Yacht companies with mega-yacht divisions may have a leg up when creating their relatively smaller offerings. Why? In a phrase: trickle-down technology.
Whether it’s related to internal space optimization, engine-room layouts, wiring runs, onboard monitoring systems, build materials, glass usage, foldout terraces, beach clubs and more, technology usually goes from the top down.
Case in point: Azimut Yachts, part of the Azimut-Benetti group. Through extensive research and development, hull designs and ideas gleaned from mega-yacht builder Benetti, help Azimut to optimize a suite of features not widely seen in its market segment.
The Azimut 66 Flybridge, for instance, has a few technological gems from its company’s mega-yacht division. Azimut’s Home Automation System is a salon lighting array that allows the user to utilize four distinct presets. “You can set the ideal mood depending on the time of day,” said Azimut Brand Manager Federico Lantero. Then there’s also a glass panel between galley and salon that can be electrically frosted opaque. It’s a luxe touch of privacy for guests and chef alike.
Technology provides the solutions. Incorporating a suite of advancements that enhance performance at sea, the future of yacht building continues to make headway towards its overall goal of ultimate comfort.
There’s also the hydraulic swim platform and teak beach on the Azimut 55S. The builder borrowed the concept from Benetti. The dinghy launch system unfolds her entire aft section, leaving both sets of stairs intact and providing not only an easy launch, but also a teak beach. And there’s room for a Willams 285 in her garage.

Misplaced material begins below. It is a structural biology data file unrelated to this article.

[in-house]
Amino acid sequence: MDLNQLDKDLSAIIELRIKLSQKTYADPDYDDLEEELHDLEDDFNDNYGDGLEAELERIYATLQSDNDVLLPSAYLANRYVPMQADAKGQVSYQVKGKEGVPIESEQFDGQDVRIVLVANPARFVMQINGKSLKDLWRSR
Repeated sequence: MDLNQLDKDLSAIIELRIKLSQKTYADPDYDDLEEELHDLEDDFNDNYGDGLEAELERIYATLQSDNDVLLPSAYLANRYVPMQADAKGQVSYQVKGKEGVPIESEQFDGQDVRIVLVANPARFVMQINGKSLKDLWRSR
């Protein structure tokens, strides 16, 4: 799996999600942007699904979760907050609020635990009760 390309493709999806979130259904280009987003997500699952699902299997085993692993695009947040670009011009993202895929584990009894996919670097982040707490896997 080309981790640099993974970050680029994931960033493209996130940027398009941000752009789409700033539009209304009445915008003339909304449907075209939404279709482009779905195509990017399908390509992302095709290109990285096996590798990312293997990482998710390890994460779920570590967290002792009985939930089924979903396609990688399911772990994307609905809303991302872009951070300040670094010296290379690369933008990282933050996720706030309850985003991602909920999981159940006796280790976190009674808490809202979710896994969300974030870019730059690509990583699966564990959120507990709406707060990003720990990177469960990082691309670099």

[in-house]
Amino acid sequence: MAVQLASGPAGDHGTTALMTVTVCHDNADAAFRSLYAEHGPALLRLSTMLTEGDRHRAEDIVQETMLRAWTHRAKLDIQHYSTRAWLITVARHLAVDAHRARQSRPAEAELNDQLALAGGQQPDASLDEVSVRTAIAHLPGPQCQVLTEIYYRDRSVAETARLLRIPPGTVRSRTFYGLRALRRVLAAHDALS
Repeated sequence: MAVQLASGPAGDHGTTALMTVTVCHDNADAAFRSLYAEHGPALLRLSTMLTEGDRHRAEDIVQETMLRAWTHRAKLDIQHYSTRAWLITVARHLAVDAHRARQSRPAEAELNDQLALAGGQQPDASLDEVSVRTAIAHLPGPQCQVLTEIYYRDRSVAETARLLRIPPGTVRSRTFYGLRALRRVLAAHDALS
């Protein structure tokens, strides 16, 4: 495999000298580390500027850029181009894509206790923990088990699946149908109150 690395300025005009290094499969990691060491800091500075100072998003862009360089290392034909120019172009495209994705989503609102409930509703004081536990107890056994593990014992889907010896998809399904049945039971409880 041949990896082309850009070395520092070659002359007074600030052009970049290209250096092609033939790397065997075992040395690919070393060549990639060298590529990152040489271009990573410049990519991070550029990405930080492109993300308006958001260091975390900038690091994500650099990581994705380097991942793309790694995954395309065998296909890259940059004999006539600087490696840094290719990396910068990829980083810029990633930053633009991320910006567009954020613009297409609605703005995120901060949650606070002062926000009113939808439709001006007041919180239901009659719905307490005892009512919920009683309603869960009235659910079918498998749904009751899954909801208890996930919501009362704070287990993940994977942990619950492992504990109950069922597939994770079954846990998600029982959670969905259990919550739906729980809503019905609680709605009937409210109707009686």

Technology allows the all-carbon fiber superstructure of the 72 Flybridge to be significantly lighter and stronger than fiberglass. With the weight savings, the interior volume of the 72 has 25 percent more space that the previous Azimut 70 Fly. The newer yacht’s flybridge spans almost half of her length overall too. “Using carbon fiber material not only gets us more interior volume in the salon, but provides the same mechanical strength provided by traditional fiberglass construction,” said Federico Ferrante, President of Azimut-Benetti USA.
Designers were also able to add full-height windows on her main deck, a standard mega-yacht feature these days, but not so much on smaller yachts yet. Even with this space, there’s yet another sizeable gathering area on her foredeck, with 3 sunpads, seating for six at a U-shape settee and if desired, a sun awning.
All of this starts with the company’s Innovation System. Construction standards that are applied to the Azimut model line are based on what the builder learns in its innovation lab. Azimut’s system is partially modeled on Benetti’s, a setup that’s been developed since its inception in 1873. From hull testing to a host of quality control programs—with the goal of continually producing a better yacht. The aforementioned use of carbon fiber and vacuum-infused hulls came out of this program.
The builder’s Grande 35 Metri, also features mega-yacht flourishes such as a dedicated beach club and a side garage that can fit both a RIB and a PWC, uncommon features for a 115-footer.
Will some of these concepts soon show up on smaller Azimut models? “A design solution for Azimut becomes a design marker,” said Lantero, hinting that the trickle down of technology will continue.